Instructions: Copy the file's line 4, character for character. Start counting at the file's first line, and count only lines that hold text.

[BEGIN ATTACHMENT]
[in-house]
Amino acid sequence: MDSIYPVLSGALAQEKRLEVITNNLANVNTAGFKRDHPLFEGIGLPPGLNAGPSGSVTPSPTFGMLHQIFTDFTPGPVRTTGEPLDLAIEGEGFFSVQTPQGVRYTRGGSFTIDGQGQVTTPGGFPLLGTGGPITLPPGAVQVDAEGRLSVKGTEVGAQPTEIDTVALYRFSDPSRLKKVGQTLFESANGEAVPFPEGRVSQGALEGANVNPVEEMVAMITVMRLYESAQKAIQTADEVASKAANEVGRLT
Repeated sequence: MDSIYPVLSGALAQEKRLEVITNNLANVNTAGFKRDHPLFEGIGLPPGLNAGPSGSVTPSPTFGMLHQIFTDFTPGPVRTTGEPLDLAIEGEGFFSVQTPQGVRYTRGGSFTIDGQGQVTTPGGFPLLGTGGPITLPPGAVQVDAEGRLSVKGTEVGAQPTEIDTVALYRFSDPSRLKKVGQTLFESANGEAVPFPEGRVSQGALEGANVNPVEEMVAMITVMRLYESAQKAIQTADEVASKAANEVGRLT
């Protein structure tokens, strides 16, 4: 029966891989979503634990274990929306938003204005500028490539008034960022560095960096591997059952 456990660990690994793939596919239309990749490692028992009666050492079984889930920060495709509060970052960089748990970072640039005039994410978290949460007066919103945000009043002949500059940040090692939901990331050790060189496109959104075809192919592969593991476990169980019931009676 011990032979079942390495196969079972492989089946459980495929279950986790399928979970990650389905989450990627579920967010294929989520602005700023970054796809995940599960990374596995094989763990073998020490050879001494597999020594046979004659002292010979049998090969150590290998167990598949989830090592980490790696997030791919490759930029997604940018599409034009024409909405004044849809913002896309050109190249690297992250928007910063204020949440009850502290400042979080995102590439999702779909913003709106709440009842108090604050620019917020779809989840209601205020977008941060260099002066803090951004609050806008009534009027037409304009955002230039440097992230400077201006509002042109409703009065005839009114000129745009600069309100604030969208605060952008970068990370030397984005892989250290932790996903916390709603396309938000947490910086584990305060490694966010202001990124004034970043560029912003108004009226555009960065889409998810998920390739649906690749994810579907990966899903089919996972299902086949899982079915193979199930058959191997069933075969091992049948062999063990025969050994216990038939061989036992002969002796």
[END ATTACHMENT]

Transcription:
């Protein structure tokens, strides 16, 4: 029966891989979503634990274990929306938003204005500028490539008034960022560095960096591997059952 456990660990690994793939596919239309990749490692028992009666050492079984889930920060495709509060970052960089748990970072640039005039994410978290949460007066919103945000009043002949500059940040090692939901990331050790060189496109959104075809192919592969593991476990169980019931009676 011990032979079942390495196969079972492989089946459980495929279950986790399928979970990650389905989450990627579920967010294929989520602005700023970054796809995940599960990374596995094989763990073998020490050879001494597999020594046979004659002292010979049998090969150590290998167990598949989830090592980490790696997030791919490759930029997604940018599409034009024409909405004044849809913002896309050109190249690297992250928007910063204020949440009850502290400042979080995102590439999702779909913003709106709440009842108090604050620019917020779809989840209601205020977008941060260099002066803090951004609050806008009534009027037409304009955002230039440097992230400077201006509002042109409703009065005839009114000129745009600069309100604030969208605060952008970068990370030397984005892989250290932790996903916390709603396309938000947490910086584990305060490694966010202001990124004034970043560029912003108004009226555009960065889409998810998920390739649906690749994810579907990966899903089919996972299902086949899982079915193979199930058959191997069933075969091992049948062999063990025969050994216990038939061989036992002969002796």